COPENHAGEN.- Statens Museum for Kunst presents Frames. State of the Art, on view 8 March 7 September 2008. The frame has always served as an intermediary between the painting and the room in which it finds itself. It is a marker, reliably pointing out where everyday life stops and art begins. In addition to its practical functions, protecting and stabilising the painting, the frame also heightens awareness of the painting itself and acts as a barrier, blocking of the visual noise around it. The frame calls for attention, creates focus, and invites reflection.
The frame has always seemed fated to be appreciated for its function rather than for high visibility. Thus, it is small wonder that up until now, it has led a quiet life on the peripheries of not just the painting itself, but also of art history in general. The exhibition at Statens Museum for Kunst tell the much-overlooked tale of the sheer variety of the picture frame, which comes in myriad styles, often in themselves picture-perfect in their beauty. A tale of an art form which repeatedly bests itself with grand fluted columns, tympana, and sgrafitto, with elaborate decorative carvings created using everything from glowingly dark ebony to the more mundane pinewood, and with an almost alchemical affinity for gilding in all its many forms.
From the Middle Ages to the Belle Époque - The exhibition presents an abundance of picture frames, from 14th century medieval altarpieces to the frames created by early 20th century artists to supplement their paintings. During this time span, frames underwent significant changes in the wake of changing movements within art and design and of changing political and social trends in Europe. The history of the picture frame is unfolded chronologically through the five rooms occupied by the exhibition. The presentation is carefully staged with a view to emphasising and accentuating the unique qualities of the different styles and periods as they emerge in the visual and functional aspects of the frame. From the symbiotic relationship between medieval frames and the works they contain to the more architecturally stringent Renaissance frames onwards to the flamboyant, sometimes extravagantly decorative frames of the Baroque and the Rococo; and up to the artist-designed frames and their return to a full synthesis with the painted surface. Particular attention is also paid to the Empire-style frames created by the famous frame-maker Peder Christian Damborg, whose work had considerable impact on the Golden Age of Danish painting around 1850.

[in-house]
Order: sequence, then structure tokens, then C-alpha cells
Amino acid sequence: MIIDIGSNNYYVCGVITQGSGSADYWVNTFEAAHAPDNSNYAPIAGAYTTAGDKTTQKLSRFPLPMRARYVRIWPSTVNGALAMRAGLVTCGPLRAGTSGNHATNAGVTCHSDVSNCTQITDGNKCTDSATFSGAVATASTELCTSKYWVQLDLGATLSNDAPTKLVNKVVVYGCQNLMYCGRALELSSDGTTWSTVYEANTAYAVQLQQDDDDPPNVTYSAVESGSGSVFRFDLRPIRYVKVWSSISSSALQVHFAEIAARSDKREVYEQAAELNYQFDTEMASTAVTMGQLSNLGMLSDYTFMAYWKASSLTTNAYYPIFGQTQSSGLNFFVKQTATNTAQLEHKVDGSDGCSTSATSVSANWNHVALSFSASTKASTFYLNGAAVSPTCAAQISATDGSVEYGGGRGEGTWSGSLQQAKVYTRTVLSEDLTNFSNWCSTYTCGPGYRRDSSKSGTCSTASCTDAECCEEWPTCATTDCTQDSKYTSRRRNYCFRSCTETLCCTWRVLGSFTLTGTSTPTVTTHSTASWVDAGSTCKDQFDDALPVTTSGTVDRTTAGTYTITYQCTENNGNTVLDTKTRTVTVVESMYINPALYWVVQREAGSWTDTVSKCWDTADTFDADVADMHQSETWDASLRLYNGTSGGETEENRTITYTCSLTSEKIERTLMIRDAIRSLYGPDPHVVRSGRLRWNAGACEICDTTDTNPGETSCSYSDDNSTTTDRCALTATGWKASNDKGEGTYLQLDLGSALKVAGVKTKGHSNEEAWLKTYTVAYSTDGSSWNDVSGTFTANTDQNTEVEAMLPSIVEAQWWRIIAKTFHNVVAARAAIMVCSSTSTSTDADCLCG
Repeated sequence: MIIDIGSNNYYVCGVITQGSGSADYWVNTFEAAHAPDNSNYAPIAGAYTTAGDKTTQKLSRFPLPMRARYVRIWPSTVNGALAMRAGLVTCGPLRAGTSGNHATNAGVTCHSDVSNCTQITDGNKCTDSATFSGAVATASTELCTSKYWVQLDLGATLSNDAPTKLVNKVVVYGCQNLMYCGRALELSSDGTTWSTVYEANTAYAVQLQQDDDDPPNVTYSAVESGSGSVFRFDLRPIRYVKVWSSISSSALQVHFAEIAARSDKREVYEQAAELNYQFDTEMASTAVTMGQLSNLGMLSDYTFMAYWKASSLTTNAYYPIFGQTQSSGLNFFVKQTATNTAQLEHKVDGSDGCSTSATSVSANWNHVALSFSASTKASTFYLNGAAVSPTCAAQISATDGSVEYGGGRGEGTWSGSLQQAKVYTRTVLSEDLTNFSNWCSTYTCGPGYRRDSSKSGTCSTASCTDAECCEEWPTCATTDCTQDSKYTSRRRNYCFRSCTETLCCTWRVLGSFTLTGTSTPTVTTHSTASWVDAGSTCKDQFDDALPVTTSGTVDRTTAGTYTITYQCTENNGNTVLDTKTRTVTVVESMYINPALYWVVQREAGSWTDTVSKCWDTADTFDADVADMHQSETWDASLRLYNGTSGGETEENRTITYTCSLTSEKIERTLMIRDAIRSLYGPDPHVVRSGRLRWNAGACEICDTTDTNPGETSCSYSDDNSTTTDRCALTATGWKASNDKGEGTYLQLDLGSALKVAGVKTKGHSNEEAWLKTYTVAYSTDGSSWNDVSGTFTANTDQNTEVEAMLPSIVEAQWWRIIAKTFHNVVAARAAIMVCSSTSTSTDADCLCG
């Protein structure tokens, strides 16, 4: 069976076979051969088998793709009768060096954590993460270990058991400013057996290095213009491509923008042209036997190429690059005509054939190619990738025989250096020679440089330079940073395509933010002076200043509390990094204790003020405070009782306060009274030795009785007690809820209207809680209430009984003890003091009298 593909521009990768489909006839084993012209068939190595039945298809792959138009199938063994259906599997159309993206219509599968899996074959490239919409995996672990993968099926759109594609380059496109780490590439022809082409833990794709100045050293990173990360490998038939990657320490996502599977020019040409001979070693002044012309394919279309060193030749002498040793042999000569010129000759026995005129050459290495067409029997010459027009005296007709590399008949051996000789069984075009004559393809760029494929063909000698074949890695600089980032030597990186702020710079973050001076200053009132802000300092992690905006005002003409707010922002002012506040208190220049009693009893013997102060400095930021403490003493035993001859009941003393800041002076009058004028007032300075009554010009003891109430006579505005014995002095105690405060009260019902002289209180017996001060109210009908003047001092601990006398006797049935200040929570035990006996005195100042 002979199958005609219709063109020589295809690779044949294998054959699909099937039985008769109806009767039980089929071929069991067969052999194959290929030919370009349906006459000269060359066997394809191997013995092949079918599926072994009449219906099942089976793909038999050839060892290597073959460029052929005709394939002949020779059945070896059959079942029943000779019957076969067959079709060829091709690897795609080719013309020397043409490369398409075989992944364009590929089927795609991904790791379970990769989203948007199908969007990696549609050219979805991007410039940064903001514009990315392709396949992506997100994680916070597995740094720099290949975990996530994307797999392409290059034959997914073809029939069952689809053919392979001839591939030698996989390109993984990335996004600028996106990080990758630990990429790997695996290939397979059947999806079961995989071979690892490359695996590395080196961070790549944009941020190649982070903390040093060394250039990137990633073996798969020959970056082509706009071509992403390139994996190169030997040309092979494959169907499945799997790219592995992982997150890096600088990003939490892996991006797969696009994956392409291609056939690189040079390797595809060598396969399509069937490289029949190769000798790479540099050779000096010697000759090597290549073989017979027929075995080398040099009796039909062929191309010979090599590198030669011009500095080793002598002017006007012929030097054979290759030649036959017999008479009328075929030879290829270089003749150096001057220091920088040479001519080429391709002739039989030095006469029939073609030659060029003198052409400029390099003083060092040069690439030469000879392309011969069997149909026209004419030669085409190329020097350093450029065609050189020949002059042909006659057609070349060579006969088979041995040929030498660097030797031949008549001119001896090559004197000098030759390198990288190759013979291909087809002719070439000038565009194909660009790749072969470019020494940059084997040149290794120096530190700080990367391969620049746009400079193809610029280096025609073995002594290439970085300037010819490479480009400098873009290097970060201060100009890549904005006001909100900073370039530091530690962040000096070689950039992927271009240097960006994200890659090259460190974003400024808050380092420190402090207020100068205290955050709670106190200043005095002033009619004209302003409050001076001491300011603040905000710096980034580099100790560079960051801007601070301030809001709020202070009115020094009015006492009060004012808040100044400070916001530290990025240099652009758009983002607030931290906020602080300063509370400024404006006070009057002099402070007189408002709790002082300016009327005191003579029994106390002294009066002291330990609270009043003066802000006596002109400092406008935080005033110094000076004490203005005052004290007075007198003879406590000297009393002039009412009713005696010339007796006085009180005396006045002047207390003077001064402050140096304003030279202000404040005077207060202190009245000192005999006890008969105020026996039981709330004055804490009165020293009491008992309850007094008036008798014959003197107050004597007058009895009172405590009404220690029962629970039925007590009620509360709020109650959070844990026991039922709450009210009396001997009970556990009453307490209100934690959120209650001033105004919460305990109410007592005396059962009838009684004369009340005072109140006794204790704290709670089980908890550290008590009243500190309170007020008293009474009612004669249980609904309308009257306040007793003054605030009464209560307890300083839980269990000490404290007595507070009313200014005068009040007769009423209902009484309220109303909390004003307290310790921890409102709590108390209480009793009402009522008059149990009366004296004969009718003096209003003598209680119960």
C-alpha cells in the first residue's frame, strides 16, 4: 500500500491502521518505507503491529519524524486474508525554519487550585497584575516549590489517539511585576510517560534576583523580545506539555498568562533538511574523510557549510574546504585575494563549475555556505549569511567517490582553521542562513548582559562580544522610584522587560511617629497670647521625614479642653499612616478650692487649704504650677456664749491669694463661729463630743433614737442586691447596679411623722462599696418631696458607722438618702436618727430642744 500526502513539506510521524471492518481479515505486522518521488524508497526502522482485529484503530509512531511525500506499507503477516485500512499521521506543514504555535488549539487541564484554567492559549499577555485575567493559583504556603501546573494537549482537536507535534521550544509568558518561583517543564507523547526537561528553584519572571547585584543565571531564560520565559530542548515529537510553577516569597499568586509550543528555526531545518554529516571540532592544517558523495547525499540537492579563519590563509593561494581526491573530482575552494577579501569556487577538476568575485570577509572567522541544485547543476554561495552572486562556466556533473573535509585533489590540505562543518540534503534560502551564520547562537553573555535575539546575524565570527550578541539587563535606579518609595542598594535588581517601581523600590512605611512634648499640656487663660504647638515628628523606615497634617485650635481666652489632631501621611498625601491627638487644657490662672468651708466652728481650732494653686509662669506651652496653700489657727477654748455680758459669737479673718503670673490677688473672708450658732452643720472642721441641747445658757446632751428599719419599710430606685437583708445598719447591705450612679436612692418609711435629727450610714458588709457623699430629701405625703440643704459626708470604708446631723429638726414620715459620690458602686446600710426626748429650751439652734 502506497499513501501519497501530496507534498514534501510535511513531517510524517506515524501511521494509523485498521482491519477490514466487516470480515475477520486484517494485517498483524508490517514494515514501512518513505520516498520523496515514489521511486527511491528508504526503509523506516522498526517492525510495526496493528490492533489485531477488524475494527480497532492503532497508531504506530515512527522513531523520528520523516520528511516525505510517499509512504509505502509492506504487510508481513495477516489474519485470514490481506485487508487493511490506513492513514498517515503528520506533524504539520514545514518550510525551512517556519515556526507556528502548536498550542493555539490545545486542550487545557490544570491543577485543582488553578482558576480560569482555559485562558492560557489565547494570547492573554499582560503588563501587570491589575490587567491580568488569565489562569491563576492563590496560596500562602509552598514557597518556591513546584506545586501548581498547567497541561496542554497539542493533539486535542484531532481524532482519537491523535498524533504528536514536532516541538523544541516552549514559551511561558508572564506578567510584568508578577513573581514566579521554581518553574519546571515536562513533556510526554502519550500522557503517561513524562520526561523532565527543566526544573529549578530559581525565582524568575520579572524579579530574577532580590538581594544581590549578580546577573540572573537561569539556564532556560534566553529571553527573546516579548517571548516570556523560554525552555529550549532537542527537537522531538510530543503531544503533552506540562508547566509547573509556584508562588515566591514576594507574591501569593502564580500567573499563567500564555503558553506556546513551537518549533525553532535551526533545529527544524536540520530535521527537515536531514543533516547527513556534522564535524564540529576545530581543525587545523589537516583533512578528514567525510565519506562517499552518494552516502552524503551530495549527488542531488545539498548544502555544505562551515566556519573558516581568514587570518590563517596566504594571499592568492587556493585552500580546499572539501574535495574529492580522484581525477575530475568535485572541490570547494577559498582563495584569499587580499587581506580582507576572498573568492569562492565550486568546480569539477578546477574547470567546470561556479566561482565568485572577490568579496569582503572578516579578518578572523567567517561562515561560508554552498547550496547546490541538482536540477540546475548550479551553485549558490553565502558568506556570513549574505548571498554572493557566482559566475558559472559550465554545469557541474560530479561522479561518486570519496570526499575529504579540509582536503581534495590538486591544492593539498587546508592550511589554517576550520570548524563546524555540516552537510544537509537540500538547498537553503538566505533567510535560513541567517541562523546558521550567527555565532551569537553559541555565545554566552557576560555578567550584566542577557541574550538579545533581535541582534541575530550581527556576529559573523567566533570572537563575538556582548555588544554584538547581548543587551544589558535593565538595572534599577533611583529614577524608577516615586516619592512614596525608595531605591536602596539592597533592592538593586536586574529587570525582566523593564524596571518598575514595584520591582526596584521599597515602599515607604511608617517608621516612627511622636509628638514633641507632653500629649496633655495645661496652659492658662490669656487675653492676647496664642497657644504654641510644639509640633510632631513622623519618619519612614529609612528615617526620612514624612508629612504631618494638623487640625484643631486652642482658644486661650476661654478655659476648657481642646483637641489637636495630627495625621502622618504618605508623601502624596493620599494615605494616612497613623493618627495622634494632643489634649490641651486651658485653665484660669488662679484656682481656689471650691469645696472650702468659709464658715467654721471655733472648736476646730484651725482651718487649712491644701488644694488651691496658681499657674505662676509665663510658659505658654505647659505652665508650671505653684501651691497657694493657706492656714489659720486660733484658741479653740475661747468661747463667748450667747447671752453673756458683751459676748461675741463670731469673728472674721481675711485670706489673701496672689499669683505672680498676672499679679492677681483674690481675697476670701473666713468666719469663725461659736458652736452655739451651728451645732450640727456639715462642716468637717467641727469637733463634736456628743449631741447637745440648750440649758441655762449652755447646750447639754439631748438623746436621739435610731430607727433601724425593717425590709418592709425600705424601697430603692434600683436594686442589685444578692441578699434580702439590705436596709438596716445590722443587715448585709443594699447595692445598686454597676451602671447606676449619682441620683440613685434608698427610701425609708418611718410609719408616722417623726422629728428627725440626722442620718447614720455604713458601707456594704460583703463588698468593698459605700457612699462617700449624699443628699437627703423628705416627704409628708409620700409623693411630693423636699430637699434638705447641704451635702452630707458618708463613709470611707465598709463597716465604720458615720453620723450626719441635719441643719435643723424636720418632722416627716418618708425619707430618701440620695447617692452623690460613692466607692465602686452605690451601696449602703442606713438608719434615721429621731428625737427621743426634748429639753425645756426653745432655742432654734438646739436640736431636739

With and without paintings - The exhibition also presents many examples of pieces where the frame remains attached to its painting, as one of the purposes of the exhibition is to shed light on the often subtle interplay between the artists intention, the image presented in the picture, and the frame surrounding it. For example, the exhibition presents how Henri Matisse used and built on old renaissance frames, often with strikingly original results, and also demonstrates how the beautiful frames created by Harald Slott-Møller and Niels Larsen Stevns are inextricable parts of the overall experience of their paintings.
The exhibition takes Statens Museum for Kunsts rich collection of picture frames as its point of departure, but also presents a wide variety of important loans from Denmark and abroad, including significant contributions from the Gemäldegalerie in Berlin, the Nationalmuseum in Stockholm, and from the Danish royal castles of Frederiksborg and Rosenborg. The exhibition also marks the first opportunity in 350 years to see, on Danish soil again, the lovely Baroque picture frames from the Danish royal collections, taken as spoils of war during the Dano-Swedish wars and left in a state of hibernation in the cellars of the Skokloster castle north of Stockholm.
The exhibition was curated by Henrik Bjerre, head of the Jørn Rubow Center for Bevaring, and Jannie Henriette Linnemann, architect and art historian.